Read and answer all parts of the questions in the application… including any character count limitations in the submission form, and more. Do not alter the grantor’s application requirements in any way. The grantor has designed their application to streamline their careful process of evaluating and awarding grants in a manner that is meaningful and timely for them.

Triple-check your grammar and spelling. It is a good representation of your organization and demonstrates how you intend to pay attention to the details of any monies that are awarded to you. When your grant proposal is in order, it allows the grantor to focus on why a new microfilm scanner is important to your organization, envision its countless benefits, and get excited about the outcome of what it can produce for your organization.

Detail the types of ancient and rare records and documentation that are too delicate for public display can now be timelessly preserved with a microfilm scanner… and become available for public viewing. Describe the expertise your staff has in handling the process. Quantify the physical building space (and costs) that can be transitioned to other modes of usefulness.

Confirm the line items that are represented in your project budget with an authorized representative in your organization who can proof, approve and verify the numbers that are sent in the application. Make certain that the budget you project to accomplish your goal is a straightforward translation of your narrative in fiscal terms.

Step Three: Your Partnership Letter

The partnership letter for your organization is an important step in satisfying the requirements for the grantor to consider your grant request. This letter is shared with key individuals involved in granting your request.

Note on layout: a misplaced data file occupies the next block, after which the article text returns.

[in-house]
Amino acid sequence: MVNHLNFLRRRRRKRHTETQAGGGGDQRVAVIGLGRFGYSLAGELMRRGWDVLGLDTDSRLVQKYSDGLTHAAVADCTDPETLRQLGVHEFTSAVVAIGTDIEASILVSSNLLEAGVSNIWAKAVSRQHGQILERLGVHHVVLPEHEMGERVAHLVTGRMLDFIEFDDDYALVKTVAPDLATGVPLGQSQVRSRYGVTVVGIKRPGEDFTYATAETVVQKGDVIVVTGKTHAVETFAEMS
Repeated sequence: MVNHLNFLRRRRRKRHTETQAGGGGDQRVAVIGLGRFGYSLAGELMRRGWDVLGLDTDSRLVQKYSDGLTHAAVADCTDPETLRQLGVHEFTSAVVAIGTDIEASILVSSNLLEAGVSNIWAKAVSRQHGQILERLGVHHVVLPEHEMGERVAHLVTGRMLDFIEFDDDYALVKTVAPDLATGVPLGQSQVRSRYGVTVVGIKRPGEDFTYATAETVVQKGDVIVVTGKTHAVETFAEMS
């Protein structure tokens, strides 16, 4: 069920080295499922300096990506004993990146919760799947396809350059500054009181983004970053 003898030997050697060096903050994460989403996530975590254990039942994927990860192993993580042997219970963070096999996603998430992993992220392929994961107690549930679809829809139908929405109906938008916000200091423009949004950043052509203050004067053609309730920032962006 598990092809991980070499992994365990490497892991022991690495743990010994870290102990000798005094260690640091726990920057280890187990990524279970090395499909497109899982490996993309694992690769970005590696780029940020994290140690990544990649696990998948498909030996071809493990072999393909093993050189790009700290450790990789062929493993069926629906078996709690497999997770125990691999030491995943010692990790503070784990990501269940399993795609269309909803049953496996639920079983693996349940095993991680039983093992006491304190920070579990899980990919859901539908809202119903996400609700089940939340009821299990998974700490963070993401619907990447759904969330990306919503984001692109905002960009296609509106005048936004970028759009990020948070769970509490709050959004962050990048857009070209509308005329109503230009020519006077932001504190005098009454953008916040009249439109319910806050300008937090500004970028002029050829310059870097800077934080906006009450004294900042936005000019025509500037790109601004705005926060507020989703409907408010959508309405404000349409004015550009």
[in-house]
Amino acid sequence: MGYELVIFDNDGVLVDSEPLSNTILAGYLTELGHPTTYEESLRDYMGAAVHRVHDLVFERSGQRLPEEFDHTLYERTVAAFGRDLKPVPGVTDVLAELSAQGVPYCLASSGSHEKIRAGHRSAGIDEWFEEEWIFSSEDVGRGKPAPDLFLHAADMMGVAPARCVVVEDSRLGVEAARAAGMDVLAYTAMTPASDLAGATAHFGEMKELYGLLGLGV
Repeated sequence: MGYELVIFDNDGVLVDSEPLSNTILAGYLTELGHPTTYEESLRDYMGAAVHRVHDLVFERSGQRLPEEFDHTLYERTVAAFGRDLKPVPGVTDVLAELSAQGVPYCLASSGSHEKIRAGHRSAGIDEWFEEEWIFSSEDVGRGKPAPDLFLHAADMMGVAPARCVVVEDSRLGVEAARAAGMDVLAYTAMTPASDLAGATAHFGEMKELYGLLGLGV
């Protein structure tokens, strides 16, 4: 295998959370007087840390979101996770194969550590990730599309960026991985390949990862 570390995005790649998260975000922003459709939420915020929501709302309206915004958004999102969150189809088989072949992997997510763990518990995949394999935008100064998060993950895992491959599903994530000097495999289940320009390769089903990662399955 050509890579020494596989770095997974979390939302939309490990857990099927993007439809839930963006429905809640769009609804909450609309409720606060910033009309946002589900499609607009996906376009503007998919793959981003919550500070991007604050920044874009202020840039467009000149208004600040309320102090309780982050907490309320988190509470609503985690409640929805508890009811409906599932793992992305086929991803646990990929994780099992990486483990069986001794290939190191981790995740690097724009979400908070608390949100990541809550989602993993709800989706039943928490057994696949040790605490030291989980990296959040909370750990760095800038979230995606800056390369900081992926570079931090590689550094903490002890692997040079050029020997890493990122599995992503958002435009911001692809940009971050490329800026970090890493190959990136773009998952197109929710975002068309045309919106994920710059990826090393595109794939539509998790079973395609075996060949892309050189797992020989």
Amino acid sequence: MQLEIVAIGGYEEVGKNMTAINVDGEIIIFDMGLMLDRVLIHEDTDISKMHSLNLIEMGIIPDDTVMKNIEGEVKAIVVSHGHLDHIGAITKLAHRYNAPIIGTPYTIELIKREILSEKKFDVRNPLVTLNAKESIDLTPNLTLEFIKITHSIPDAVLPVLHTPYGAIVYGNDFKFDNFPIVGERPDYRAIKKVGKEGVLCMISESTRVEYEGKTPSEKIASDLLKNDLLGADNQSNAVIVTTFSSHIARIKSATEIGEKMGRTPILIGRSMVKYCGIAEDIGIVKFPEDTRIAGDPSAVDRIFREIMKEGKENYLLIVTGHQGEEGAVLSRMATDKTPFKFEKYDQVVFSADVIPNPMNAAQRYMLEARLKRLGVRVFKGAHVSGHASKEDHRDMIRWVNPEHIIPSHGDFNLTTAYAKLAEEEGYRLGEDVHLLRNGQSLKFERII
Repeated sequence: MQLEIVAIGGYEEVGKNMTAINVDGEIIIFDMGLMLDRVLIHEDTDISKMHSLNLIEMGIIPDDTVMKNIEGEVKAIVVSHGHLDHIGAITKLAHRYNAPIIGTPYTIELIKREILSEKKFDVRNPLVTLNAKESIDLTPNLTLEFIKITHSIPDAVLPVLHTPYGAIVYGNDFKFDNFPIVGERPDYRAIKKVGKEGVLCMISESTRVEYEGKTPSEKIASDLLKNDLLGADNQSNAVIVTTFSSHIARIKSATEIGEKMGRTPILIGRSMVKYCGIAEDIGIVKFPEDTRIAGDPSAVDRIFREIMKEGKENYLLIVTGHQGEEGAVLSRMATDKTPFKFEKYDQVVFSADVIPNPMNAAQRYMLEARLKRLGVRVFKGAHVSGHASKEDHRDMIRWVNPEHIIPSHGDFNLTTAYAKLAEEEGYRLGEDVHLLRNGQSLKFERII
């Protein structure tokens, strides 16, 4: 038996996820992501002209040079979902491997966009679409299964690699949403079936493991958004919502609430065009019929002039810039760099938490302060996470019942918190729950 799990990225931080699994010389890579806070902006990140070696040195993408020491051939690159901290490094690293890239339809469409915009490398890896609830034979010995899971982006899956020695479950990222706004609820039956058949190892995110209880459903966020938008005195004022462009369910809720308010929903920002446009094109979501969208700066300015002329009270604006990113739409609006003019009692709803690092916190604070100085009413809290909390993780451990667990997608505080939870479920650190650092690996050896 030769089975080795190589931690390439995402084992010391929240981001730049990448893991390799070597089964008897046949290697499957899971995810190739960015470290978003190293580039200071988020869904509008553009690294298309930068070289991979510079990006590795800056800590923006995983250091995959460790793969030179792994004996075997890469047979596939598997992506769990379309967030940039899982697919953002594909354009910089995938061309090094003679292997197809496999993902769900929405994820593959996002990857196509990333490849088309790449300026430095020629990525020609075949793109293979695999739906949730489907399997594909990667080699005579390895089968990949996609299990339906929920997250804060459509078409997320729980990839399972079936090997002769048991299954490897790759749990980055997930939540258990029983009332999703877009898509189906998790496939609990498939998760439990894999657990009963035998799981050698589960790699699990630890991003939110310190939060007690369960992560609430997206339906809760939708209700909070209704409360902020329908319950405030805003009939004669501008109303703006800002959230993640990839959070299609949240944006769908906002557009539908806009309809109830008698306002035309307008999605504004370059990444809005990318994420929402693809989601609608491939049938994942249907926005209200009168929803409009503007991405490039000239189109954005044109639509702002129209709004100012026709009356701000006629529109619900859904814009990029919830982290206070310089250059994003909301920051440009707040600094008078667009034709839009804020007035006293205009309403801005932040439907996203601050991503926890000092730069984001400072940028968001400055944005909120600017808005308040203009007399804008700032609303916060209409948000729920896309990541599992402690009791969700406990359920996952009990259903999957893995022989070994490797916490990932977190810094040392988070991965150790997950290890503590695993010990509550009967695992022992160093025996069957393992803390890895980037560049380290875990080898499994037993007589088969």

Express your organization’s process and commitment to reaching specified goals. Include brief statements detailing the following:

√ Your organization’s commitment to the initiative for which you are seeking funding.

√ Voice the need you have for this project.

√ Be clear about the commitment your non-profit has to the project as it relates to roles, responsibilities, and resources. Demonstrate how you will maintain and sustain what the funds will support.

√ Define how you will measure success.

√ Restate your objective with assurance.

√ Provide complete contact information (i.e. name, email address, phone number, direct phone number, physical address.)

By following these three steps of success, you will turn your grant proposal into a request the grantor can get excited about and wants to support by awarding grant monies to your organization.

SOURCES

• Corporation for National & Community Service. n.d. “AmeriCorps Performance Measures.” Accessed October 27, 2017. https://www.nationalservice.gov/resources/performance-measurement/americorps.

• Dickey, Marilyn. 2003. “Grant Makers Reveal the Most Common Reasons Grant Proposals Get Rejected.” Accessed October 27, 2017. https://www.philanthropy.com/article/Grant-Makers-Reveal-the-Most/183799.

• Palacios, Marie. 2006. “Quick Tips: Partnership Letters and Agreements.” Accessed October 27, 2017. https://fundingforgood.org/quick-tips-partnership-letters-and-agreements/.